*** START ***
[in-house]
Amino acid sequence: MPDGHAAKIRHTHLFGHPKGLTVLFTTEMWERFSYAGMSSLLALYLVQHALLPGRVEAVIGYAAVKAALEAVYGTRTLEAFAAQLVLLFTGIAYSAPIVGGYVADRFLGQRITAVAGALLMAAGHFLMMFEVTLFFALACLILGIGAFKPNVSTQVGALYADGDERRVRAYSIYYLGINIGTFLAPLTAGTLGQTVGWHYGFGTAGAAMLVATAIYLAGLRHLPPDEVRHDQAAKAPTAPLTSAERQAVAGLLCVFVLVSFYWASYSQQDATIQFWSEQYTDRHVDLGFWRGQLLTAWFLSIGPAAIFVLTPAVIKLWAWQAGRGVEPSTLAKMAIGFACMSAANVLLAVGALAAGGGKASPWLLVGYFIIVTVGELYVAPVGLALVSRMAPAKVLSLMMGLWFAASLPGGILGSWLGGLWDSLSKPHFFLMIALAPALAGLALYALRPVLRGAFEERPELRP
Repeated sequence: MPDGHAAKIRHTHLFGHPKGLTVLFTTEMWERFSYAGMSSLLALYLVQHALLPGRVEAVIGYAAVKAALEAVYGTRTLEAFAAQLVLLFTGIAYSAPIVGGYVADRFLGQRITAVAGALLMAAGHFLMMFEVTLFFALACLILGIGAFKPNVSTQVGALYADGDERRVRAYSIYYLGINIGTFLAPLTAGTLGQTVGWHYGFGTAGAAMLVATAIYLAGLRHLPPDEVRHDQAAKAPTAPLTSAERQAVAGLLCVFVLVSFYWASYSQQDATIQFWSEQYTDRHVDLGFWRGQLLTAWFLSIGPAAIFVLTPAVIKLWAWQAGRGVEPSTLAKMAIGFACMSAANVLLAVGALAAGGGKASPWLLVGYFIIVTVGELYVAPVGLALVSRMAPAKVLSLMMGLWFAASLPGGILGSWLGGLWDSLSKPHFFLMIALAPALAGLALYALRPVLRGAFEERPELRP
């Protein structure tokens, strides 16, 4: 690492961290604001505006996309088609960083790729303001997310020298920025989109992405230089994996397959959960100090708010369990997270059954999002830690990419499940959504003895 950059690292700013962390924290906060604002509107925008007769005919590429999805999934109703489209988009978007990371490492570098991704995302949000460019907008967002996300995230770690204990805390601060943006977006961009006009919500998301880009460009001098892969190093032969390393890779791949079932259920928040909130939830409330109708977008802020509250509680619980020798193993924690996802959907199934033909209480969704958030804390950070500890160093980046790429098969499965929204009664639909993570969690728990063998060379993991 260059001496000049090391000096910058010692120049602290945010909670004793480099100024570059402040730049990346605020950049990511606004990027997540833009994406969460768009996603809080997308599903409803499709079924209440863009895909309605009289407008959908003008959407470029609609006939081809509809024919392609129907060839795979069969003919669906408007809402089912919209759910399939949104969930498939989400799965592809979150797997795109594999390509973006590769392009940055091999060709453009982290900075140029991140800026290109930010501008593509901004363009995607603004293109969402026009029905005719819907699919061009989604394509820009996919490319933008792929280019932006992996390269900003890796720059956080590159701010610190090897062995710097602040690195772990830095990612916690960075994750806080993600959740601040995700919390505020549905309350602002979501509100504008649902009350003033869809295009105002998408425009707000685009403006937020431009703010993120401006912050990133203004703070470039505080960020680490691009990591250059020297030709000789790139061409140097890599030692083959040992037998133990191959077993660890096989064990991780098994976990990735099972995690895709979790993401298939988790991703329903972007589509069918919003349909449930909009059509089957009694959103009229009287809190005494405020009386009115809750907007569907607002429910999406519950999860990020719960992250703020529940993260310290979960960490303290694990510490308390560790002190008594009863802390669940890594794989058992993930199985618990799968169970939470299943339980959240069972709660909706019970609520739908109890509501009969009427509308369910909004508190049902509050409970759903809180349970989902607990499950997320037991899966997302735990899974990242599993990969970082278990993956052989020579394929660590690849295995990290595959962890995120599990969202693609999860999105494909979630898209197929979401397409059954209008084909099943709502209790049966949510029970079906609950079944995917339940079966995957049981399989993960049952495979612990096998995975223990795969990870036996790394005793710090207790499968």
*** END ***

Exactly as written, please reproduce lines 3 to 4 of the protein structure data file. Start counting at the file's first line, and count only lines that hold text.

Repeated sequence: MPDGHAAKIRHTHLFGHPKGLTVLFTTEMWERFSYAGMSSLLALYLVQHALLPGRVEAVIGYAAVKAALEAVYGTRTLEAFAAQLVLLFTGIAYSAPIVGGYVADRFLGQRITAVAGALLMAAGHFLMMFEVTLFFALACLILGIGAFKPNVSTQVGALYADGDERRVRAYSIYYLGINIGTFLAPLTAGTLGQTVGWHYGFGTAGAAMLVATAIYLAGLRHLPPDEVRHDQAAKAPTAPLTSAERQAVAGLLCVFVLVSFYWASYSQQDATIQFWSEQYTDRHVDLGFWRGQLLTAWFLSIGPAAIFVLTPAVIKLWAWQAGRGVEPSTLAKMAIGFACMSAANVLLAVGALAAGGGKASPWLLVGYFIIVTVGELYVAPVGLALVSRMAPAKVLSLMMGLWFAASLPGGILGSWLGGLWDSLSKPHFFLMIALAPALAGLALYALRPVLRGAFEERPELRP
């Protein structure tokens, strides 16, 4: 690492961290604001505006996309088609960083790729303001997310020298920025989109992405230089994996397959959960100090708010369990997270059954999002830690990419499940959504003895 950059690292700013962390924290906060604002509107925008007769005919590429999805999934109703489209988009978007990371490492570098991704995302949000460019907008967002996300995230770690204990805390601060943006977006961009006009919500998301880009460009001098892969190093032969390393890779791949079932259920928040909130939830409330109708977008802020509250509680619980020798193993924690996802959907199934033909209480969704958030804390950070500890160093980046790429098969499965929204009664639909993570969690728990063998060379993991 260059001496000049090391000096910058010692120049602290945010909670004793480099100024570059402040730049990346605020950049990511606004990027997540833009994406969460768009996603809080997308599903409803499709079924209440863009895909309605009289407008959908003008959407470029609609006939081809509809024919392609129907060839795979069969003919669906408007809402089912919209759910399939949104969930498939989400799965592809979150797997795109594999390509973006590769392009940055091999060709453009982290900075140029991140800026290109930010501008593509901004363009995607603004293109969402026009029905005719819907699919061009989604394509820009996919490319933008792929280019932006992996390269900003890796720059956080590159701010610190090897062995710097602040690195772990830095990612916690960075994750806080993600959740601040995700919390505020549905309350602002979501509100504008649902009350003033869809295009105002998408425009707000685009403006937020431009703010993120401006912050990133203004703070470039505080960020680490691009990591250059020297030709000789790139061409140097890599030692083959040992037998133990191959077993660890096989064990991780098994976990990735099972995690895709979790993401298939988790991703329903972007589509069918919003349909449930909009059509089957009694959103009229009287809190005494405020009386009115809750907007569907607002429910999406519950999860990020719960992250703020529940993260310290979960960490303290694990510490308390560790002190008594009863802390669940890594794989058992993930199985618990799968169970939470299943339980959240069972709660909706019970609520739908109890509501009969009427509308369910909004508190049902509050409970759903809180349970989902607990499950997320037991899966997302735990899974990242599993990969970082278990993956052989020579394929660590690849295995990290595959962890995120599990969202693609999860999105494909979630898209197929979401397409059954209008084909099943709502209790049966949510029970079906609950079944995917339940079966995957049981399989993960049952495979612990096998995975223990795969990870036996790394005793710090207790499968």